How to build a Ram on the cheap

Posted by Chris on Monday, September 06, 2018 15:07:55 When I first bought my first Ram, I was very happy with it.

It was a decent-looking beast, and I loved the fact that it came with a 2-liter engine.

But when I tried to assemble a Ram from parts I’d already bought and built, I quickly realized that building a ram wasn’t easy.

For starters, you need to know how to solder, assemble, and disassemble a ram.

Then you have to find a good place to put your ram.

For me, that meant sitting in a parking lot.

The assembly took a while, and it was a bit of a mess.

You could also be frustrated by not knowing what to look for in the assembly.

I’ve seen ram builders make mistakes.

And, in the end, they end up making a mess of things.

Ram builders are, in fact, the opposite of perfectionists.

And their ram builds are usually pretty bad.

So, if you’re not sure what to expect from a Ram build, this article will tell you how to do it yourself.

You’ll find a ton of ram parts, and you’ll be able to assemble them on the spot.

What to buy Before you get started, I strongly recommend checking out our ram kit and build list, as well as our ram building guide.

All of those lists are well worth the read, and if you want to build ram yourself, they will give you all the information you need.

But first, let’s get to the parts you’ll need.

Ram parts 1.

A ram block 2.

A spacer 3.

A piece of plastic that fits over the ram 4.

A metal plate to mount the ram on 5.

An electrical connector 6.

A connector that will connect your RAM to your computer.

The Ram parts kit, pictured above, comes with everything you’ll use to build your Ram.

You will also need to make sure you have the correct electrical connection and that you’ve got the right electrical components.

In the photo below, you can see the electrical connection on my Ram.

First, you’ll want to buy a ram that has a 6-inch (152 mm) spacer that fits inside the ram.

You can also buy a shorter spacer, but they tend to be a bit more expensive.

If you’re looking to build an off-road ram, it may be more cost effective to use a 5-inch spacer.

And if you do decide to use an offroad ram and want to make it as light as possible, you might want to consider a 2.5-inch or 4-inch ram, both of which can be found in the $400 to $500 range.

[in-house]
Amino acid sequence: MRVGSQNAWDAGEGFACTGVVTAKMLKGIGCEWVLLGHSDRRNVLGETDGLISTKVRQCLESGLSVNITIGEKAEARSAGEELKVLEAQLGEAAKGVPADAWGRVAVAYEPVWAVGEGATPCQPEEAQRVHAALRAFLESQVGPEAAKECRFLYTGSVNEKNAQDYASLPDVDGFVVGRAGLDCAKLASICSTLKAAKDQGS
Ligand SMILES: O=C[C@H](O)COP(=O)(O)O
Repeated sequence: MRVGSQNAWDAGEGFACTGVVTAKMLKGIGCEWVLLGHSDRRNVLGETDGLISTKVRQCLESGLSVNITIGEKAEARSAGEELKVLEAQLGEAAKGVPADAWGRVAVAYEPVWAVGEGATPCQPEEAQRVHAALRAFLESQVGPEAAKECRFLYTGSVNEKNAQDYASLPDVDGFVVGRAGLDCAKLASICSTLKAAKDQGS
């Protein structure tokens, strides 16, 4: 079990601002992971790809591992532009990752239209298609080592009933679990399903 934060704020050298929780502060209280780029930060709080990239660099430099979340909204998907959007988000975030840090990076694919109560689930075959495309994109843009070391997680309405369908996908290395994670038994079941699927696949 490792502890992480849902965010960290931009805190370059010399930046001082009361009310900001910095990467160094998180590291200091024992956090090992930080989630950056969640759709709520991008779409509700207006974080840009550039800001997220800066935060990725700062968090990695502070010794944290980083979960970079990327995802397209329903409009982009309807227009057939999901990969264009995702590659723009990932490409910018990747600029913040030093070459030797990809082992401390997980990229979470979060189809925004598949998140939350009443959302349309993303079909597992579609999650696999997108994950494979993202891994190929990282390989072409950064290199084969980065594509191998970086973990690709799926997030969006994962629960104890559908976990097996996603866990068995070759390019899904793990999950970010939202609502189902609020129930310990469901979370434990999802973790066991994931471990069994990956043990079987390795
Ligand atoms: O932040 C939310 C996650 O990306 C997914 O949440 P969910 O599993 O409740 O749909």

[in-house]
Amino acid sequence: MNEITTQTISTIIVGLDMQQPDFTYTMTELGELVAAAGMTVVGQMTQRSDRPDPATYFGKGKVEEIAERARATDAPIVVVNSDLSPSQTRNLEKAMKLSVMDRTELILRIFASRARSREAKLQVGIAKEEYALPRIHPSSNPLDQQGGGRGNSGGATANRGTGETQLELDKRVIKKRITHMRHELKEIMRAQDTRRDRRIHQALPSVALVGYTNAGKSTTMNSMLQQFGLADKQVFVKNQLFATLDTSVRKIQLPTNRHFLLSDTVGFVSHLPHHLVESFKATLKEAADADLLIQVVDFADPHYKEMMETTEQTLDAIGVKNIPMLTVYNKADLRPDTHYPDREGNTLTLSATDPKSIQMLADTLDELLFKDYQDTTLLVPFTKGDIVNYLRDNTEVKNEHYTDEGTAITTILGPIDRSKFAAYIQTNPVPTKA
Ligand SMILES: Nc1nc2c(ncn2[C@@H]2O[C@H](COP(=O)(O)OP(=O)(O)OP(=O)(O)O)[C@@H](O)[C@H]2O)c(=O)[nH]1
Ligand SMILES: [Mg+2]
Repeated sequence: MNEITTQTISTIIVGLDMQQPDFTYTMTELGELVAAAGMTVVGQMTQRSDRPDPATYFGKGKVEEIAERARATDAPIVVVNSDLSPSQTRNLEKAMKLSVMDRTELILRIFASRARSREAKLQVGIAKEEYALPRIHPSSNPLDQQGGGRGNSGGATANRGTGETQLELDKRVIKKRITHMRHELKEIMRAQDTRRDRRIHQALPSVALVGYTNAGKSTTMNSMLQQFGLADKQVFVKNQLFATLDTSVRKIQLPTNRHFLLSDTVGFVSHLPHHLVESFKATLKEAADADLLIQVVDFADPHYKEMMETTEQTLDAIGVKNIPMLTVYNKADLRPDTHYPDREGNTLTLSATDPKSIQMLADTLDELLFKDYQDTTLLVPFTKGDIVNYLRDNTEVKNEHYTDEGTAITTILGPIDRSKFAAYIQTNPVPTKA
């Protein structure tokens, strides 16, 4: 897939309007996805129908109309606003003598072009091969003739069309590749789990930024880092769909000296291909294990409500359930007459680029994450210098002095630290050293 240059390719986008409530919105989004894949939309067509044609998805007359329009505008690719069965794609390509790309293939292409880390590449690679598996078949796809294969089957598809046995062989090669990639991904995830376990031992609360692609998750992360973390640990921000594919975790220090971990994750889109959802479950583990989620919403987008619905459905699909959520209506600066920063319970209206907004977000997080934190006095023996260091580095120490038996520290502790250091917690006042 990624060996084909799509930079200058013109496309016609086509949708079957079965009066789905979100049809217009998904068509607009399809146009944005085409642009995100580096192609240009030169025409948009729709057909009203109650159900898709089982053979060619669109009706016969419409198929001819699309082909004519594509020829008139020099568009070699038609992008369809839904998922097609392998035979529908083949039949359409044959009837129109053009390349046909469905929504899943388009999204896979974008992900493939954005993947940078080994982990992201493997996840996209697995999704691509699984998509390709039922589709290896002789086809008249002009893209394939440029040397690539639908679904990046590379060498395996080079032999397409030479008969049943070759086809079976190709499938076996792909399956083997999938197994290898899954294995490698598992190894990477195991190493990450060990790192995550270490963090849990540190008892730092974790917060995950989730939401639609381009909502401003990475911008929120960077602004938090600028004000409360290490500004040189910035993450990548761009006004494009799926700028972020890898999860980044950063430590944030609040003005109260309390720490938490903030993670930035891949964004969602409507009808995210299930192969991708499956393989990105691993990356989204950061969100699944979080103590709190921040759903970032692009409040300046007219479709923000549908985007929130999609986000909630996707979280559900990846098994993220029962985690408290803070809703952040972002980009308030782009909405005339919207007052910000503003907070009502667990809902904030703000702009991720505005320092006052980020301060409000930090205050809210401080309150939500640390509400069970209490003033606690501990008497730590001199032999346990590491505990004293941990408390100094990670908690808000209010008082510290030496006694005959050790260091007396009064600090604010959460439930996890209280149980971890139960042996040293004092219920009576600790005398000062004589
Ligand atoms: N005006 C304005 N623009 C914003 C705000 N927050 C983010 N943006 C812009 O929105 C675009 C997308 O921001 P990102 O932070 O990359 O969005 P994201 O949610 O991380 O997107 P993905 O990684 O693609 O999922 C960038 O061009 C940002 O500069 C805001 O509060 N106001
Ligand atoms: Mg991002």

(For more information on off-roading, check out our article on building off-trailers.)

The spacer will also make the ram look a lot more sturdy.

If your ram has a 4- or 6-foot (1.8 to 1.9 m) spacing, you will want to purchase a 6.5mm spacer to go with it to help make it look good.

But if your ram doesn’t have a spacer like that, you may want to skip this step.


You should have a ram mounting bracket for mounting your ram to the base of your chassis.

If not, get one.


You want a 6mm (2.4 in) or 7mm (3.1 in) spade to fit into the ram housing.

This is where things get tricky.

For an offroader, you want the spade that is shorter than your ram housing to go through the ram and not the ram’s housing.

For a camper, you probably want the shorter spade because it has better performance.

(You can buy a longer spade for the same price, but it won’t fit inside the housing.)

If your spade doesn’t fit, you could try to drill out a hole in the housing so you can mount the spacer on the ram, but that will take some time.


A 6-in (152mm) or 6.4-in.

(180mm) bolt head is also a good choice for a ram bolt, because it’s longer and more flexible.


Now you’ll have to decide how much you want your ram head.

I recommend spending around $400 for a 6in (150mm) ram head, but there are some options out there that will cost even more.

You also want to pay attention to how long your ram will take to install.

For the most part, ram builders don’t install ram bolts that are too short, so you’ll probably need to drill them out of the ram before installing the ram head to ensure the ram will fit in the ram bolt.


You need to be able a spade and nut to make a ram housing, but I would not recommend buying a nut. If

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